By JANESS ANN J. ELLAO
MANILA — During the first year commemoration of the violent demolition of homes in Corazon de Jesus, San Juan last January 23, Mark Louie Aquino, 26, spokesperson and second nominee of Kabataan Parylist, received the loudest cheers from the residents who graced the event. When he mentioned that he is facing 14 court cases for helping the residents during the recent demolition, the cheers got even louder.
Aquino is among the 24 residents and “non-resident activists” who were arrested for protecting their homes from the demolition team last January 11, 2012, a few days before the first year commemoration of the demolition last year. The recent demolition, according to progressive groups, is among the most violent in the history of the urban poor struggle in the country.
Residents, with only their stones, bottles and molotov bombs at hand, confronted armed members of the police and Special Weapons and Tactics unit (SWAT), a bulldozer and a water cannon. The homes of 123 affected families would supposedly give way to the proposed San Juan government center, where its new city hall, patterned after the United States’ White House, is to be built.
“I was there as a mass leader,” Aquino said. He added that he did not join the residents in throwing stones or bottles or even molotov bombs.
Aquino said he was near the village hall, cautioning the other unorganized residents from doing anything “spontaneous” that might provoke unnecessary violence. These residents were not facing demolition then but went to the streets to help their neighbors protect their homes.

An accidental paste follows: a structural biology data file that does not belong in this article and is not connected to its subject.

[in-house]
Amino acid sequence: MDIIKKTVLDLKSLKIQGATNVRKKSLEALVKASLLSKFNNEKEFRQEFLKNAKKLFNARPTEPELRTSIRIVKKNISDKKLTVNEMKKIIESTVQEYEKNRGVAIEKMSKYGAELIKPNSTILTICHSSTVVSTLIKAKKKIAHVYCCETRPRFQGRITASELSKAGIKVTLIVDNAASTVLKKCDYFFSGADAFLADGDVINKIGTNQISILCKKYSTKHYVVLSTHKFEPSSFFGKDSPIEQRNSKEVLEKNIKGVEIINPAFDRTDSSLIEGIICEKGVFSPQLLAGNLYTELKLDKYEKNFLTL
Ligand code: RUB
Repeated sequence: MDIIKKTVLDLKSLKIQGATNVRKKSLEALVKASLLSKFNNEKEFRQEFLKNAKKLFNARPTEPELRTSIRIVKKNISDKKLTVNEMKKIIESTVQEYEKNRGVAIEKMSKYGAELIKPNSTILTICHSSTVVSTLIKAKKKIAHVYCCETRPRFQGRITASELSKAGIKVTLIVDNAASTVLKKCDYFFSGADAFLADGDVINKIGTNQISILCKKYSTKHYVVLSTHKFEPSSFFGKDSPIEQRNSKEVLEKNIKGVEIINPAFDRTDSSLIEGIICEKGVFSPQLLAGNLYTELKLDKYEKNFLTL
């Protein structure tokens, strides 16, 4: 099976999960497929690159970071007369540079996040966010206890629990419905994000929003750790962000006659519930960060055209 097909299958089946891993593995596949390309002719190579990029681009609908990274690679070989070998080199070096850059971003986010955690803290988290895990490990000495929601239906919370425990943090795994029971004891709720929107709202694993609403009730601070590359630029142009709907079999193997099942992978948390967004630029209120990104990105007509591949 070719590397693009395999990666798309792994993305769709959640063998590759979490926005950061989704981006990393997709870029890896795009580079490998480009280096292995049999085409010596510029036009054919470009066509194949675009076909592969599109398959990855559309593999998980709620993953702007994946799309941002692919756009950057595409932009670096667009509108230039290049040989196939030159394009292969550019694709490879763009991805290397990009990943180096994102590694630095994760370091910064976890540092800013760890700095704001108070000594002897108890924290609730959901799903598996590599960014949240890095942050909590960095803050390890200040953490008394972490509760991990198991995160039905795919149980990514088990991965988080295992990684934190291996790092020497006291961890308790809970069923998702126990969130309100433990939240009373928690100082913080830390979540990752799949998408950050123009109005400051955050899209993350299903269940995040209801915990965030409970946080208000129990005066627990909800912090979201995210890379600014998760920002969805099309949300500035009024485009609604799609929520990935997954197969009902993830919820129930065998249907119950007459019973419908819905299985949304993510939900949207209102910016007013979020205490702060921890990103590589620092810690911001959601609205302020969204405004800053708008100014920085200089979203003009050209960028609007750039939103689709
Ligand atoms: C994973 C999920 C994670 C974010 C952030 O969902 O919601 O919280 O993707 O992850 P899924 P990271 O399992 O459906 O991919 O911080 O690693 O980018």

The demolition team, after firing a canister of teargas on the residents, managed to get through the people’s barricade. Residents scampered to salvage their belongings. Aquino then went to the narrow street of Corazon de Jesus in front of the community to console the residents, mostly mothers and children, who were crying while the demolition team ravaged their homes.
“I told them not to cry because the struggle is not yet over,” Aquino said. He added that he was also telling some youth not to be too “emotional” when approaching the police. “Some of them were already cursing the police and we do not want to provoke them. But they could not contain their emotions.”
A few minutes later, Aquino noticed that the police were hitting two activists while they were being arrested. “I told the police that they can just turn them over to the precinct instead of hitting them,” he said, “But Arcallana,” referring to San Juan Police Supt. Tomas Arcallana, “turned to me and said that I, too, should be arrested.”
As seen in a video taken by Tudla Productions, Aquino tried to run from the police. But the police still got hold of him. “I was kicked, beaten and hit,” he said.